[FoRK] "Peace and Love"

Dr. Ernie Prabhakar <drernie at radicalcentrism.org> on Mon Dec 17 17:06:51 PST 2007

Hi Aaron,

On Dec 17, 2007, at 4:53 PM, Aaron Burt wrote:
>>>> Tut, tut, Aaron. Don't you realize that *every* evil act  
>>>> committed by
>>>> a religious person *must* be because of their religion, whereas any
>>>> good act done by a religious person is to due to social and  
>>>> cultural
>>>> factors?
>>>
>>> That doesn't help things.  Nor does sanctimony.
>>
>> I 100% agree with you; sorry if you missed the irony.
>
> I did catch the sarcasm, though.  Thanks for demonstrating that such  
> an
> idea is considered so obviously ludicrous it'd *have* to be sarcasm.

What, haven't you read any of Jeff's posts lately?

(I kid, I kid; well, mostly :-)

> Meanwhile, the converse idea--that religion is what makes people act
> good, while cultural and social factors ("bad influences" like TV,  
> peers
> and the corrupting influence of Darwinism and rampant Secular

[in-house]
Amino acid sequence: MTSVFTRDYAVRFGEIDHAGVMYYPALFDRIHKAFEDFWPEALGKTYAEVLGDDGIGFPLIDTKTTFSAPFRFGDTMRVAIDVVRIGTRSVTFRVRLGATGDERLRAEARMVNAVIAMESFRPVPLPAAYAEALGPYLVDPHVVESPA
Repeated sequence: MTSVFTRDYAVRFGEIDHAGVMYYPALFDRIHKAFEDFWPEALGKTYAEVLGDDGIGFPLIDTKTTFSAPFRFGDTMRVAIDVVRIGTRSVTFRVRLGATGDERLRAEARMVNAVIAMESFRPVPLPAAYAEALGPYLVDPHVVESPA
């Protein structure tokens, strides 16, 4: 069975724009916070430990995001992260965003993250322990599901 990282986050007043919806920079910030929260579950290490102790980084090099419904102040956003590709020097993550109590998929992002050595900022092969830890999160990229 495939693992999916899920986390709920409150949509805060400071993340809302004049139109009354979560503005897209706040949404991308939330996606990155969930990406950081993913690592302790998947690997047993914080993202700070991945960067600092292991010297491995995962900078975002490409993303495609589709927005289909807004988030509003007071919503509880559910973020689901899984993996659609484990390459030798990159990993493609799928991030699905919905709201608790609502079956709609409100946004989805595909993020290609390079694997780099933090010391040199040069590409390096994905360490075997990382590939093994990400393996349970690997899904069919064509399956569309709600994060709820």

> Hedonism)
> are what make people do evil--is taken as obvious, Gospel truth by
> religious people worldwide.

Too true.

Which I agree is really sad, especially for Christians, since after  
all Jesus was (according to our Scriptures) killed by religious folk,  
not atheists.

Sigh.

> Problem is, the second idea is at least as ludicrous as the first.   
> Most
> religions provide a jumble of moral ideas and lessons varied and vague
> enough to justify nearly any good *or* evil act.  Meantime, I'd argue
> that most modern social and cultural factors are amoral.
>
> So does either make much difference in people's actual moral choices?

Now, *that's* a loaded question!

Is our behavior simply a reflection of genetics and external culture,  
so nothing really matters?  Or, on what basis can/should we attempt to  
mold culture and/or behavior to improve morality?  Or are even those  
attempts tainted by our *own* cultural biases?

-- Ernie P.


More information about the FoRK mailing list